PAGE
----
100 Halls Around Manchester Part 64: The Towers, Didsbury


The Towers was built between 1868-1872 for £50,000 (£5.8m in 2021) for John Edward Taylor (1830-1905), the second son of the founder of the Guardian, also John Edward Taylor (1791-1844). Setting a trend often seen with the Manchester Guardian, he never lived there but moved down south. It stands in Didsbury, near St James off the road towards Parr’s Wood.

The Towers, Lancashire CXI.SE 1895 © Ordnance Survey

John Edward Taylor senior was born on 11 September 1791 at Ilminster to John Taylor, a Unitarian minister and his second wife Mary Scott (1751-1793) a poet. After Mary’s death John and his children moved to Manchester where he joined a group of radical liberals.

John’s liberal circle was in favour of proportional representation, the abolition of rotten boroughs and Parliamentary representation of the industrialised towns of the North and Midlands.

Although a witness to Peterloo, he was unimpressed with its leaders, but was encouraged to found the Guardian in 1821.

He married first, Sophia Russell Scott (1793-1832) on 4 May 1824 in Portsmouth¹ and the couple had three boys and one girl.

John Edward Taylor junior was not meant to inherit the mantle of the Guardian, he only did so on the death of his elder brother, Russell Scott Taylor (1825-1848) that he took over the newspaper. The couple’s second son, John Edward Taylor (1828-1829) died in infancy and John Edward Taylor II was born on 2 February 1830. Their daughter, Sophia Russell Taylor (1826-1868) married Peter Allen (1815-1892) who joined the Guardian as manager and partner.

After Sophia’s death, John married once more to Harriet Acland Boyce (1802-1845) and had three more daughters. Sarah Acland Taylor (1837-1894), Harriet Ann Taylor (b 1838) and Mary Ann Taylor (b 1840). Each of these sisters married into the Jevons² family of Liverpool.

On taking over the Guardian, John E Taylor became editor and sole owner. He increased publication from its original weekly edition to a daily one and halved the price to one penny. He was one of the founders of the Press Association. In 1868 he bought the Manchester Evening News which he owned until his death. He was one of the guarantors of the 1857 Manchester Arts Treasures Exhibition He amassed a vast collection himself which took 12 days to sell in 1912, raising £358,499 (£42m in 2021), having already donated several to the Whitworth, including some Turners. He also donated a complete set of Turner’s sketches, Liber Studiorum to the British Museum (now in the Tate).

He married Martha Elizabeth Warner in 1861 and whilst the couple had no children, they adopted two girls, Charlotte and Sarah. After his death the Manchester Evening News passed to his nephews in the Allen family and the Guardian was sold to his cousin, the editor C P Scott.

He lived up until 1861 at Platt Cottage in Rusholme, and in 1868 he commissioned Thomas Worthington (1828-1909) to design a residence in Didsbury, The Towers. Thomas specialised in Gothic structures and also designed the Albert Memorial in Albert Square, the Police and Sessions Courts on Minshull Street and Kendal Railway station as well as many public baths and low cost housing. It was built by T Clay and Sons.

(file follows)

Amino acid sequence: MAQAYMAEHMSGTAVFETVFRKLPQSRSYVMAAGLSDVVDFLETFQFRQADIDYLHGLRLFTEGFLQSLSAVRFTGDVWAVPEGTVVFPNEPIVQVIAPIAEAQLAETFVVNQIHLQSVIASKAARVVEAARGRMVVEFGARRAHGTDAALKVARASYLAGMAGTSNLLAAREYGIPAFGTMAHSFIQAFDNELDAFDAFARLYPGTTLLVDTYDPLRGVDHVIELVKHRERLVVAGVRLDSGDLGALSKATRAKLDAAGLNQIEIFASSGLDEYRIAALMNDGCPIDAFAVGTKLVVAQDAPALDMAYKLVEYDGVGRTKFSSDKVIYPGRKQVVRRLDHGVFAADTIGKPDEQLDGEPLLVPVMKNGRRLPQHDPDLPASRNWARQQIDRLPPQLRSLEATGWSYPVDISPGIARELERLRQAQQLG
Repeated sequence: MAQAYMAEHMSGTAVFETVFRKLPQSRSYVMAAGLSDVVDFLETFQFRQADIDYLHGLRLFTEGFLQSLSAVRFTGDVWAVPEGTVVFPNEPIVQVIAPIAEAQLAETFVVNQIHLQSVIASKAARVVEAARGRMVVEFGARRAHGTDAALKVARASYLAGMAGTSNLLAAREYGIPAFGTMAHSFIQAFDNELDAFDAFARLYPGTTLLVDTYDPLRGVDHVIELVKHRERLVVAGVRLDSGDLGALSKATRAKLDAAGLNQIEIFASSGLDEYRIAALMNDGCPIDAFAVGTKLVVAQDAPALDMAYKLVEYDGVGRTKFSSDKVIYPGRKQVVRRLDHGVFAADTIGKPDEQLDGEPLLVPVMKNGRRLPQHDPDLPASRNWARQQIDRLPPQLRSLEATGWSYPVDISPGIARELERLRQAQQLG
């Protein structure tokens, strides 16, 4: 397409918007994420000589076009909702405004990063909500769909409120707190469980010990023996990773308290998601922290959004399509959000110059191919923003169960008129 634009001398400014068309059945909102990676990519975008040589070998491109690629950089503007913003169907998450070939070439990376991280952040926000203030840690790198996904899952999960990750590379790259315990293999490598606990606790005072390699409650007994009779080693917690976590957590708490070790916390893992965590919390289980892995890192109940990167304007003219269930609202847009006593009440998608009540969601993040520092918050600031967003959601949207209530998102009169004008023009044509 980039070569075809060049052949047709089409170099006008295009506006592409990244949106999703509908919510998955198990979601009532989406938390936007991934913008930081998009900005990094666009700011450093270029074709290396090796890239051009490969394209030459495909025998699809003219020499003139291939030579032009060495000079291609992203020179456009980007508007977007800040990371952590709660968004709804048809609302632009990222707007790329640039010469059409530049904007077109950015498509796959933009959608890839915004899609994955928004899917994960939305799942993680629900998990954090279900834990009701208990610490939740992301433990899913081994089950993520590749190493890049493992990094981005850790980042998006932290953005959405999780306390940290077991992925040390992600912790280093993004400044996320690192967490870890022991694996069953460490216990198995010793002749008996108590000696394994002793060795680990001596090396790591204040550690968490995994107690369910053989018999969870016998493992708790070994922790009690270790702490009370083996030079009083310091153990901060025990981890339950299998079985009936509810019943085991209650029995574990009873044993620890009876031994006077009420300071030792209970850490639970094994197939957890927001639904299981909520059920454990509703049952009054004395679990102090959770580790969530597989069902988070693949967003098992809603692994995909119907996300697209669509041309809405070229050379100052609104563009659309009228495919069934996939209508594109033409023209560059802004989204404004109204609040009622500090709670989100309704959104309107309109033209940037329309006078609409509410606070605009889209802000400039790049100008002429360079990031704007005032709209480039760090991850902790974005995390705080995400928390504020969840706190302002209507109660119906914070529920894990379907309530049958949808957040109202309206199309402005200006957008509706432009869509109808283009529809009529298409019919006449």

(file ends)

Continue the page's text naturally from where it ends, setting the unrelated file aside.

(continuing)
The Building News of 29 August 1873 provided an extensive description of the building, which can be read here. The house became known as the Calendar House, supposedly because it had 12 towers, 52 rooms and 365 windows.

However, failing health meant that he never occupied the building – he moved to live down south with his wife, and it was sold in 1874 to Daniel Adamson (1820-1890).

Daniel was born to Daniel Adamson and Nanny Gibson, the keepers of the Grey Horse Inn in Shildon, on 30 April 1820 near Durham. He was educated at the Edward Walton Quaker school and in May 1833 he started an apprenticeship at the Stockton and Darlington Railway. He and Mary Pickard (1822-1897) married in 1845 at Aysgarth, at which time he described himself as a farmer. However, a few years later he was working at the Hackworth Engineering works. The works were sold on the death of Timothy Hackworth in 1850, so Daniel moved to Stockport, where he became manager of the Heaton Foundry on Gordon Street in Heaton Norris. At this time Daniel and Mary were living on New Road in Heaton Norris.

Daniel was both successful and precocious, he left the Heaton Foundry to set up the Newton Moor Iron works and they move to Back Lane in Newton, near Ashton Under Lyne.

By 1871 he had a workforce of 250 men, and described himself as a civil and mechanical engineer, and in 1872 he relocated to Johnson Rook Road. He had patents on 19 improvements to boiler design and used steel when other manufacturers would not.

His wealth at this point allowed him to move to the Towers in Didsbury.

On 27 June 1882 a number of people, including Joseph Leigh (1841-1908) his son in law, and Daniel Adamson (a director of the Manchester Chamber of Commerce by then) met at the Towers and agreed in principle to proceed with the building of a Manchester Ship Canal.

Daniel was elected chairman of the committee to promote the Ship Canal, and in the face of intense opposition from both the railway companies and the Port Of Liverpool – who would lose out on their monopolies, the Ship Canal Act was finally passed on 6 August 1885